Coy admires how Hall of Famer Greg Maddux — while not throwing in the upper 90’s — was able to craftily pin-point his pitches on the inside and outside corners of the plate and get lots of movement.

Tommy and Stacey Coy (a 2004 Waldron alum who was a senior in the pep band at the time the Mohawks went 27-0 and won the IHSAA Class 1A boys basketball state championship) have two sons — Kellen (9) and Karsten (7). The boys will have birthdays two days apart in May — Kellen on the 12th and Karsten the 14th.

Tommy Coy

Two generations of Stanskis lead Fort Wayne Bishop Luers baseball

RBILOGOSMALL copy

BY STEVE KRAH

http://www.IndianaRBI.com

Only four men have held the title of head baseball coach at Bishop Luers High School in Fort Wayne, Ind.

One family represents bookends.

Entering his third season in charge of the Knights in 2020, Jeff Stanski is part of a legacy that started with his father, Ron Stanski, and also includes Larry Gerardo and Gary Rogers.

Ron Stanski played at Saint Joseph’s College in Rensselaer, Ind., and got the baseball program at Fort Wayne Central Catholic running smoothly and won a sectional title in 1970.

When CC closed and Luers opened, the elder Stanski was there to get the program started in 1973. He went on to serve as a baseball and football coach at Harding High School in Fort Wayne and was athletic director at Luers before retirement.

Rogers followed Ron Stanski, led the Knights for 32 years and is now head coach at Leo (Ind.) High School.

“They were into fundamentals, playing the right way and working hard,” says Jeff Stanski of his head coach predecessors.

Now in his mid-70s, Ron Stanski is part of son Jeff’s coaching staff.

“He is a great resource to fall back on,” says Jeff Stanski, who played baseball for Luers and graduated in 1992, got a degree from DePauw University in Greencastle, Ind. in 1996, and is now teachers U.S. History, Economics and Leadership at his high school alma mater.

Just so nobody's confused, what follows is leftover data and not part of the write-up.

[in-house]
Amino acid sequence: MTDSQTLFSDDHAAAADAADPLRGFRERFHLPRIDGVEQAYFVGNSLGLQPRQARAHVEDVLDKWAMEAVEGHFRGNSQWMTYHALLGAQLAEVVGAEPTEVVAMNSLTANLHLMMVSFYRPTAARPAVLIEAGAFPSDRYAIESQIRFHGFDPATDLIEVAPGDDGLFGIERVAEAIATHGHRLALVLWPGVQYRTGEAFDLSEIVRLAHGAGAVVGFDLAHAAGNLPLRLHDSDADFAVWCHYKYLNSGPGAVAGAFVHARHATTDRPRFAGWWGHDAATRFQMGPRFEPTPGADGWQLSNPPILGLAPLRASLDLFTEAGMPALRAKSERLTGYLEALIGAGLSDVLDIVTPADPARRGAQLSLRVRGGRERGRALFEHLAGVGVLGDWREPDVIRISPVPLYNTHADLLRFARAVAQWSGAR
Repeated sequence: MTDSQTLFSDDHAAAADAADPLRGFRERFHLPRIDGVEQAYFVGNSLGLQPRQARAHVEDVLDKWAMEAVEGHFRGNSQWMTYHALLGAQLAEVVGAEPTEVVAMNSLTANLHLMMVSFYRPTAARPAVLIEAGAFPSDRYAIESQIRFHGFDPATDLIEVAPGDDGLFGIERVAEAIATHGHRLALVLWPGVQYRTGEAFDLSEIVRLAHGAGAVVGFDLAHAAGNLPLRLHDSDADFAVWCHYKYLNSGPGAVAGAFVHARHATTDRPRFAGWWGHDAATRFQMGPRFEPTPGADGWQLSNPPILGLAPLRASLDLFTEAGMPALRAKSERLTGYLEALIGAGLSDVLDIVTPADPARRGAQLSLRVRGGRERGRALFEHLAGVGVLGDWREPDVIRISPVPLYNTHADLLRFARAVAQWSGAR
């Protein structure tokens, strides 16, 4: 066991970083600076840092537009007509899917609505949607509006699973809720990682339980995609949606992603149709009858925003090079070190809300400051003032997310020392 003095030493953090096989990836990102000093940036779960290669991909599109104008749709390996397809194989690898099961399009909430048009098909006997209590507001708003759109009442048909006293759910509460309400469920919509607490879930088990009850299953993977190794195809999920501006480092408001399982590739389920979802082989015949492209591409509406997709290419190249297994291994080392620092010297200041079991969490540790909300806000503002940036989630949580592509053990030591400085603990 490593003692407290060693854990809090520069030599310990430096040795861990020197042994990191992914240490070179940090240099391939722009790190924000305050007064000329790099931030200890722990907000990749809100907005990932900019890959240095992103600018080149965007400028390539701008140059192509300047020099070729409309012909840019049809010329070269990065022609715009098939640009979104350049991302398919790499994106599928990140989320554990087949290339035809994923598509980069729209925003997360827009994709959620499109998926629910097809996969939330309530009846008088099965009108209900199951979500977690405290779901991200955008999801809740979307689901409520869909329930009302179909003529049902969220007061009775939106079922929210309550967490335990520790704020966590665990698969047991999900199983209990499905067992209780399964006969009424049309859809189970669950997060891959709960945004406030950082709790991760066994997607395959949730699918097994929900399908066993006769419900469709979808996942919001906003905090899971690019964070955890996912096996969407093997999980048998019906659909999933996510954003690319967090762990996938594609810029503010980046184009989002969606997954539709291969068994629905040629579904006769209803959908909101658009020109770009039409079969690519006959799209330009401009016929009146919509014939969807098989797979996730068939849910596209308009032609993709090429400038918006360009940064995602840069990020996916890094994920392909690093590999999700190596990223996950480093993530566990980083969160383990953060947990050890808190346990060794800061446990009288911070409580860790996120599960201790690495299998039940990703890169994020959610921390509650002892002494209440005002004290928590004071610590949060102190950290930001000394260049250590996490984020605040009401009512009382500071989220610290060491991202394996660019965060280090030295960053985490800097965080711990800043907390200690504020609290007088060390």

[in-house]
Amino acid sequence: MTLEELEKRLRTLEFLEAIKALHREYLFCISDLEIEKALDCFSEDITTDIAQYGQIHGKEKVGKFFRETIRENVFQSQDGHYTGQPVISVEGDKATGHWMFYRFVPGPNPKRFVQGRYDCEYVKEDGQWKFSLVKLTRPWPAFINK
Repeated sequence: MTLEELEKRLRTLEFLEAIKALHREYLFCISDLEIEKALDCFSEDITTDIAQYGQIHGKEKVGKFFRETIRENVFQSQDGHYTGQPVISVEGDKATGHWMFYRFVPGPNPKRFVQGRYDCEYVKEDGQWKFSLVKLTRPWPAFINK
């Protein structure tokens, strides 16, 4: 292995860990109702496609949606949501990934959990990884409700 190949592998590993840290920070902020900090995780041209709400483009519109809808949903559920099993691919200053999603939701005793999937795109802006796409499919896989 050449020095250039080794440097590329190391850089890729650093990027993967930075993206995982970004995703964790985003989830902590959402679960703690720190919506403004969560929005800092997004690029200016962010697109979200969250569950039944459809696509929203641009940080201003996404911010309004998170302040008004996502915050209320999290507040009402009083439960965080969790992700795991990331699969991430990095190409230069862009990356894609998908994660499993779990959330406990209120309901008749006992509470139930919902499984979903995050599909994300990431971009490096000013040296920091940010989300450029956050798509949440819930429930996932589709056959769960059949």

Jeff Stanski is also offensive coordinator for a Luers football program which features Kyle Lindsay as head coach. Previous football coaching stops include assistant gigs at Luers, Tri-State University (now Trine University) and Fort Wane Snider High School.

Stanski has five baseball assistants.

“I have a great staff around me,” says Stanski.

Besides his father and “right-hand man” Tim Birkmeier, there’s former professional pitcher Pedro Hernandez, Luers graduate and former Michigan State player Larry Young as well as Ray Pickard and Miles Martinez.

Luers plays its home games on the turf at the World Baseball Academy.

“They treat us great out there,” says Stanski. “And I know how much time most coaches have to spend keeping the grounds up.

“I know coaches that every Sunday mow their baseball field. It’s a big time commitment.”

Luers (enrollment around 520) is a member of the Summit Athletic Conference (with Fort Wayne Concordia Lutheran, Fort Wayne Bishop Dwenger, Fort Wayne North Side, Fort Wayne Northrop, Fort Wayne Snider, Fort Wayne South Side and Fort Wayne Wayne as baseball-playing schools).

The Knights are part of an IHSAA Class 3A sectional grouping with Angola, Dwenger, Concordia, Garrett, Leo and New Haven. Luers has won seven sectional crowns — the last in 2012. Luers reigned as 2008 Class 2A state champions.